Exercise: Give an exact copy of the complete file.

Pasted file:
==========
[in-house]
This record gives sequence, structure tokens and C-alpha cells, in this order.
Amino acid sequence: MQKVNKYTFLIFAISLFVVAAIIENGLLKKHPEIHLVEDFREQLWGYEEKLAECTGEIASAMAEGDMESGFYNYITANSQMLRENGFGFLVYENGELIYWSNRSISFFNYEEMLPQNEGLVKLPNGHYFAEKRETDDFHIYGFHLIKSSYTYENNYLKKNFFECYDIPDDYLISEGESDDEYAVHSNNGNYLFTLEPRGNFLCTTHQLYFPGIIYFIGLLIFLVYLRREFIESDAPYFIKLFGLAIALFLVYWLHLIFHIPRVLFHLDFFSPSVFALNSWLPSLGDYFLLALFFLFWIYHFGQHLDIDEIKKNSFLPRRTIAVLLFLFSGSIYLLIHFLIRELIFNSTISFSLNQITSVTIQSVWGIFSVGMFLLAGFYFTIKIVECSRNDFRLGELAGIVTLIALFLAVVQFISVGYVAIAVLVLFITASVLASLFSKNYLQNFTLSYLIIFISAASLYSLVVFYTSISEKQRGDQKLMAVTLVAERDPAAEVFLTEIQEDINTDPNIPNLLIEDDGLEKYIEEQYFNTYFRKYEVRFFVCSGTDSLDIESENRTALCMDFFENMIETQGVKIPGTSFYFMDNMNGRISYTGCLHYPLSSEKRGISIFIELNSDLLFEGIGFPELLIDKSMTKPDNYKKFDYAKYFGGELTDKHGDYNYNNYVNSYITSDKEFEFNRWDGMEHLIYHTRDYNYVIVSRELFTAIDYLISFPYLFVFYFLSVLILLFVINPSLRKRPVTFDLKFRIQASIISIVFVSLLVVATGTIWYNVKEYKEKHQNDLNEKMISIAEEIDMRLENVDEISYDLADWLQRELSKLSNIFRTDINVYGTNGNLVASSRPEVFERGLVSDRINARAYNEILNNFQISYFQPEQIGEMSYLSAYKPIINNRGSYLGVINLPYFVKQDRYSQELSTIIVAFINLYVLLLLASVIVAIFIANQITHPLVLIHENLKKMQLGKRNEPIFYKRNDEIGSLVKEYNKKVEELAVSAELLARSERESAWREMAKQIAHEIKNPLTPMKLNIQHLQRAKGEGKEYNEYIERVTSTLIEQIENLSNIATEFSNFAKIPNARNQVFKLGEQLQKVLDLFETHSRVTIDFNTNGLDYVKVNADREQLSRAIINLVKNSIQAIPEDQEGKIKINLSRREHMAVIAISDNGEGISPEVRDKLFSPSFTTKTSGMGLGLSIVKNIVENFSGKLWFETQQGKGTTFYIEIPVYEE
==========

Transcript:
[in-house]
This record gives sequence, structure tokens and C-alpha cells, in this order.
Amino acid sequence: MQKVNKYTFLIFAISLFVVAAIIENGLLKKHPEIHLVEDFREQLWGYEEKLAECTGEIASAMAEGDMESGFYNYITANSQMLRENGFGFLVYENGELIYWSNRSISFFNYEEMLPQNEGLVKLPNGHYFAEKRETDDFHIYGFHLIKSSYTYENNYLKKNFFECYDIPDDYLISEGESDDEYAVHSNNGNYLFTLEPRGNFLCTTHQLYFPGIIYFIGLLIFLVYLRREFIESDAPYFIKLFGLAIALFLVYWLHLIFHIPRVLFHLDFFSPSVFALNSWLPSLGDYFLLALFFLFWIYHFGQHLDIDEIKKNSFLPRRTIAVLLFLFSGSIYLLIHFLIRELIFNSTISFSLNQITSVTIQSVWGIFSVGMFLLAGFYFTIKIVECSRNDFRLGELAGIVTLIALFLAVVQFISVGYVAIAVLVLFITASVLASLFSKNYLQNFTLSYLIIFISAASLYSLVVFYTSISEKQRGDQKLMAVTLVAERDPAAEVFLTEIQEDINTDPNIPNLLIEDDGLEKYIEEQYFNTYFRKYEVRFFVCSGTDSLDIESENRTALCMDFFENMIETQGVKIPGTSFYFMDNMNGRISYTGCLHYPLSSEKRGISIFIELNSDLLFEGIGFPELLIDKSMTKPDNYKKFDYAKYFGGELTDKHGDYNYNNYVNSYITSDKEFEFNRWDGMEHLIYHTRDYNYVIVSRELFTAIDYLISFPYLFVFYFLSVLILLFVINPSLRKRPVTFDLKFRIQASIISIVFVSLLVVATGTIWYNVKEYKEKHQNDLNEKMISIAEEIDMRLENVDEISYDLADWLQRELSKLSNIFRTDINVYGTNGNLVASSRPEVFERGLVSDRINARAYNEILNNFQISYFQPEQIGEMSYLSAYKPIINNRGSYLGVINLPYFVKQDRYSQELSTIIVAFINLYVLLLLASVIVAIFIANQITHPLVLIHENLKKMQLGKRNEPIFYKRNDEIGSLVKEYNKKVEELAVSAELLARSERESAWREMAKQIAHEIKNPLTPMKLNIQHLQRAKGEGKEYNEYIERVTSTLIEQIENLSNIATEFSNFAKIPNARNQVFKLGEQLQKVLDLFETHSRVTIDFNTNGLDYVKVNADREQLSRAIINLVKNSIQAIPEDQEGKIKINLSRREHMAVIAISDNGEGISPEVRDKLFSPSFTTKTSGMGLGLSIVKNIVENFSGKLWFETQQGKGTTFYIEIPVYEE